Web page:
The free people still had the numbers, but the attackers had steel armor and heavy horses . During the thickest part of the fight, Jon saw Mance standing high in his stirrups. His red and black cloak and raven-winged helmet made it easy for him to choose. He had raised his sword and men gathered around him when a knight's wedge with a lance, sword and long ax struck them. Mance's mare rose to her hind legs and kicked, and a spear passed through her chest. Then the steel tide flooded him.
It's done, Jon thought, they're breaking.The wildlings ran and threw down their weapons, Hornfoot men and cave dwellers and thens ran in bronze sheds. Mance was gone, someone was waving Harma's head on a pole, Tormund's lines were broken.
This is what Ser Thoren Smallwood had to say about Wildling numbers in ACOK:
"The numbers would be very much against us," Ser Ottyn protested. “Craster said he gathered a great host. Many thousands. Without a Qhorin we're only two hundred. "
"Send two hundred wolves against ten thousand sheep, ser, and see what happens", Smallwood said confidently.
Stannis Baratheon should have prevailed that day because:
- His armed forces were better equipped.
- His armed forces were better trained.
- He had a successful wrapping strategy.
- His forces were all mounted and armored.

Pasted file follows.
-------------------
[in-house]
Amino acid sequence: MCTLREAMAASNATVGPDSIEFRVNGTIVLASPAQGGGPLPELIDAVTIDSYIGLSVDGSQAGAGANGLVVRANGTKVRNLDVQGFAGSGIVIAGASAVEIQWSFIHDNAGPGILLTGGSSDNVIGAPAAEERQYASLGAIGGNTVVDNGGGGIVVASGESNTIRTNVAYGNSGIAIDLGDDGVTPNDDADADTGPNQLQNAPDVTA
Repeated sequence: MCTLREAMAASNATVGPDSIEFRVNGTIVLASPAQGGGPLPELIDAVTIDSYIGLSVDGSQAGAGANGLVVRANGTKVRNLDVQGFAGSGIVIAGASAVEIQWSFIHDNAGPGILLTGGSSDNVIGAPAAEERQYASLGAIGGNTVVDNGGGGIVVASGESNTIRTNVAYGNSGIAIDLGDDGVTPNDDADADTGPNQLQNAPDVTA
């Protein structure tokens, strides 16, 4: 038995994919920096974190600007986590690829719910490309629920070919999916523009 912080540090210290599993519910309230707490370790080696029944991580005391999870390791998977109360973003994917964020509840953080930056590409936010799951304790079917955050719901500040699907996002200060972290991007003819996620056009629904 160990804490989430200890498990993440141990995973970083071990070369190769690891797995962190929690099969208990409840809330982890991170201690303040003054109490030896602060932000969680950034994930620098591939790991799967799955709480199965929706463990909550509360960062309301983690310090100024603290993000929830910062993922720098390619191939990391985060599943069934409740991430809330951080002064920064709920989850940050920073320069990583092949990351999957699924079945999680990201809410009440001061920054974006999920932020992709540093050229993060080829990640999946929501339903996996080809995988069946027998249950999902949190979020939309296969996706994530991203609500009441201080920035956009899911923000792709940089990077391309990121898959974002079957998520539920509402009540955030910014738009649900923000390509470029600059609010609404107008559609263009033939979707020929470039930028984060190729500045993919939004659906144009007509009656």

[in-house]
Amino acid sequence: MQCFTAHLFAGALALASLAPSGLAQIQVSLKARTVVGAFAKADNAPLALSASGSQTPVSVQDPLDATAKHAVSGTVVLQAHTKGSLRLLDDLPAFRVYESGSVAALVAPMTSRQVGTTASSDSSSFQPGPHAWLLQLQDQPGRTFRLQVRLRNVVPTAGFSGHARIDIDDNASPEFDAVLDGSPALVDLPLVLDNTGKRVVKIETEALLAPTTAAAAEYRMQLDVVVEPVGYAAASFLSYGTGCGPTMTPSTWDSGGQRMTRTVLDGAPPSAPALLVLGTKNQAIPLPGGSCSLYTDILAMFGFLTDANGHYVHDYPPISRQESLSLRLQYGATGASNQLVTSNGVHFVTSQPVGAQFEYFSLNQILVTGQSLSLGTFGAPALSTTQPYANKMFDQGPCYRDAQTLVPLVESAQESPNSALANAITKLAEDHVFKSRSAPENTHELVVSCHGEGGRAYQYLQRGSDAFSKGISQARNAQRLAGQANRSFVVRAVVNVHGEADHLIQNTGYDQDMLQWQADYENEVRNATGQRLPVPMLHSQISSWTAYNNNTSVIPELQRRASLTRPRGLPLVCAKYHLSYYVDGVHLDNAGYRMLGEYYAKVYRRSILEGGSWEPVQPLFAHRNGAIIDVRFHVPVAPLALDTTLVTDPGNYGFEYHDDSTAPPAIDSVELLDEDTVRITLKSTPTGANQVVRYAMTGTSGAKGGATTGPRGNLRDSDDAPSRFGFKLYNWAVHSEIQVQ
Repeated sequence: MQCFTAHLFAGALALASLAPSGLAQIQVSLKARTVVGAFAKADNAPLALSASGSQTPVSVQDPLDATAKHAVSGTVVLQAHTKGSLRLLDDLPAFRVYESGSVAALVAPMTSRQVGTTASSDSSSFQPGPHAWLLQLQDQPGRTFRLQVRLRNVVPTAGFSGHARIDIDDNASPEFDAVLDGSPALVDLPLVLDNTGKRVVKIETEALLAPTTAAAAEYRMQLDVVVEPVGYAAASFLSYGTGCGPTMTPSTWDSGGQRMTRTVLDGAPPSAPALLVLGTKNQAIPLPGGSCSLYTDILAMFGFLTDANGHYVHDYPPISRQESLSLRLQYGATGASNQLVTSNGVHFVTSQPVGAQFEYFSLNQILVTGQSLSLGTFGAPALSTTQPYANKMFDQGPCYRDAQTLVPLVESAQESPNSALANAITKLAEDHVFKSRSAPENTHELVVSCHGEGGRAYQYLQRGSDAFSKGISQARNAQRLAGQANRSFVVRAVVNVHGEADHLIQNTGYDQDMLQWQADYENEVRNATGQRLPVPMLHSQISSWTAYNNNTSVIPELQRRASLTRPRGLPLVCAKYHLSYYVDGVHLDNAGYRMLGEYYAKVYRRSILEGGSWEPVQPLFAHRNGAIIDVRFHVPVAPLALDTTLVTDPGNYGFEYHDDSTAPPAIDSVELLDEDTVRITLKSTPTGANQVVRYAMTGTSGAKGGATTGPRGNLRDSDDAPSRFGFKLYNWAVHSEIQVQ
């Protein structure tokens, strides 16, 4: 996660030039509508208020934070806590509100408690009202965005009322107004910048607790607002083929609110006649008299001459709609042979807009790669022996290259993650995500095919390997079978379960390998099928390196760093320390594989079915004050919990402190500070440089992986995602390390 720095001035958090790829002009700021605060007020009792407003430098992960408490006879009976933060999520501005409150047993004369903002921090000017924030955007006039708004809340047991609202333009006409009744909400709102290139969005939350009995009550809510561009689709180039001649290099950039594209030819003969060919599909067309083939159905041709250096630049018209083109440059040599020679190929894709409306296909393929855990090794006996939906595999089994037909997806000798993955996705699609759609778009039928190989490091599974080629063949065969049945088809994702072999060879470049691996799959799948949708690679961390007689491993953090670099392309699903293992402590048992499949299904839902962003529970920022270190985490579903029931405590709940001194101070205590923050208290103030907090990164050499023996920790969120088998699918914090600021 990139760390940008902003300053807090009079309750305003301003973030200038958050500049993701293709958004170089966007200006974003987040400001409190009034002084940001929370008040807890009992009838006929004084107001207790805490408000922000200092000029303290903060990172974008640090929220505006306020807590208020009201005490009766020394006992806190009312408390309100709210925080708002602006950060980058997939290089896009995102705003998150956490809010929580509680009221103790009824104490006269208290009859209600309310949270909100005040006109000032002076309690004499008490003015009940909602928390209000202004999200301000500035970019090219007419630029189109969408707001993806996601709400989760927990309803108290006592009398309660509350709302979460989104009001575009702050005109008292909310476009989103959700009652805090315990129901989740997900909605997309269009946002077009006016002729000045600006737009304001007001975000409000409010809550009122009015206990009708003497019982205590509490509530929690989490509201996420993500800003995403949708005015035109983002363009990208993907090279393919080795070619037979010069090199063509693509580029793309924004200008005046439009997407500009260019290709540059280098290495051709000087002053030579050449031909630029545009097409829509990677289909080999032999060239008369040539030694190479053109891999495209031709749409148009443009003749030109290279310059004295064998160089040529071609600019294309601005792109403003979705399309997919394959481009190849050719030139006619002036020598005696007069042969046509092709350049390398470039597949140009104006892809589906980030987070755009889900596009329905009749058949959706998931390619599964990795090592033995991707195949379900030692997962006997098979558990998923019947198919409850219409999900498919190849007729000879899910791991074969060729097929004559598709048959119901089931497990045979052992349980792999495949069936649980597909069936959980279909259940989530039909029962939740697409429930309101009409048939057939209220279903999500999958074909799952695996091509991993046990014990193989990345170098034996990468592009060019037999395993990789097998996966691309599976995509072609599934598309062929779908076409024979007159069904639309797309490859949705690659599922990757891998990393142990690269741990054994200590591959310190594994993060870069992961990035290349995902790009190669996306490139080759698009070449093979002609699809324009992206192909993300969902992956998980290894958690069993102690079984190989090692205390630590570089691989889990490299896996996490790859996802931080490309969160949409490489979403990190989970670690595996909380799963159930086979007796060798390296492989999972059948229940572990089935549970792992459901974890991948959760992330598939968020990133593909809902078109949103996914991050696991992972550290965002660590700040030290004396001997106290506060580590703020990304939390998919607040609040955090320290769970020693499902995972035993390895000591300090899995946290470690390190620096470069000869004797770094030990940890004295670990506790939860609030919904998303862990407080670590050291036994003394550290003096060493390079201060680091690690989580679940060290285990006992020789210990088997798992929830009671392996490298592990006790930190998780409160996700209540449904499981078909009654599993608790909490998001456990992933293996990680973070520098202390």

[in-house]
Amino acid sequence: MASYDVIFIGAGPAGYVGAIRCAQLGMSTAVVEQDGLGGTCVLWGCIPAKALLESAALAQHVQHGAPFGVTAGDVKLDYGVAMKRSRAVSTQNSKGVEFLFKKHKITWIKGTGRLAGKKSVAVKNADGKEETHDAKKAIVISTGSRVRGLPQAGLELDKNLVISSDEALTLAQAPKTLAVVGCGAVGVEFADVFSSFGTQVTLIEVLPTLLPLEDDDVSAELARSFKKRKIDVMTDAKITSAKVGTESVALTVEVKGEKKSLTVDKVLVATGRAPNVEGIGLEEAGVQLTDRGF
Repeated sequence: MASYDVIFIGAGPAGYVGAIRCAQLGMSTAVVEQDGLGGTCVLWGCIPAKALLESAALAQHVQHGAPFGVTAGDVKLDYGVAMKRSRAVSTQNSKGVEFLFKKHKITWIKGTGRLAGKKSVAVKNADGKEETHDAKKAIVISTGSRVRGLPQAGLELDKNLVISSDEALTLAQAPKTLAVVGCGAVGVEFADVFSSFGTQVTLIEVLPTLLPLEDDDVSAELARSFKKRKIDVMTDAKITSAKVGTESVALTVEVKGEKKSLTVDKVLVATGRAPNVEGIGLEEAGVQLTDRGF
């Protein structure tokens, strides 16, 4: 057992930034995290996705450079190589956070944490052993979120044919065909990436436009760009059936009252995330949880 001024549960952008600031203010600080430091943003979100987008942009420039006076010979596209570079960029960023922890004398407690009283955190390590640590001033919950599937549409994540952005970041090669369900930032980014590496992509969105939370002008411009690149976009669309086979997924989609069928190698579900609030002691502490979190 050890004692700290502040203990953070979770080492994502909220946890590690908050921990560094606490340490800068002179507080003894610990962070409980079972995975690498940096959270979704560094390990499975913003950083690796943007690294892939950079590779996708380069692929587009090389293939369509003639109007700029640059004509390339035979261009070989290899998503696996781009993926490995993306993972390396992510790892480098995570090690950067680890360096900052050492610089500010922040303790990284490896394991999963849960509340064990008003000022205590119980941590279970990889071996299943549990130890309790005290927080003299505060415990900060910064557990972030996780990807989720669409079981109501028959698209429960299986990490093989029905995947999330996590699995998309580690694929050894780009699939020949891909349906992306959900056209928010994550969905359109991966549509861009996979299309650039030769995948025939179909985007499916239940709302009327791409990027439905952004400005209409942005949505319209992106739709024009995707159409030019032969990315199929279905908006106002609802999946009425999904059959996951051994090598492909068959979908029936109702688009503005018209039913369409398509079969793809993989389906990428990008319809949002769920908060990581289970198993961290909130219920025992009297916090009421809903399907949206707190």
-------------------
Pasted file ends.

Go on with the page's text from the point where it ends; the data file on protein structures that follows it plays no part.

- His armed forces took advantage of surprise.
- His forces enjoyed speed and operational maneuverability.
- His enemies could not break the charge.
- His enemies had no effective weapons to break into the Baratheon armor.
- His enemies did not build trenches and stakes to protect their camp from possible attack.
- Key Wildling chiefs who were key lieutenants of King Beyond the Wall were not present at the action. Styr was killed, Tormund was captured, Orell was also killed in his human form before the battle of Castle Black.
Even if Wildlings had been able to fend off the Baratheon indictment a few times (despite their strategic and material inability to do so). Baratheons didn't have to break against the same force over and over again. They were all riders. They could strike, fall back, walk around and meet the wildlings elsewhere and wreak havoc in wildling lines all over the front. Wildlings would have to deploy and redeploy their best men all over the front, which would take a long time since they were almost entirely infantry. Until they were stationed on a new front, the Baratheons could simply tear themselves away and strike elsewhere, giving the Freefolk a happy chase. The result would only have been a victory for Baratheons and a defeat for the Free.
If the battle had taken place between a regular army from the south and 2,800 Baratheons, the outcome would have been very different. The southern army would have dismantled the Baratheon cavalry with spears and then slaughtered them because of the lack of supporting infantry in the Baratheon ranks. But the battle did not take place between the southern states. It was between the Southerns and the Notherners (Wildlings) who were completely unprepared to stop the heavy cavalry and panicked at the first sight of the Baratheon standards.
Quote from Ned Stark:
In battles, discipline beats nine out of ten numbers.
1. Based on a number of cavalry squares visible on the screen, evenly spaced between the two pincers.Stannis said four episodes earlier in "The Laws of Gods and Men" that he still has about 4,000 men in total;others must have been left behind at Dragonstone and hauled the Eastwatch baggage train overland, had no horses, etc.
Rand al'Thor ♦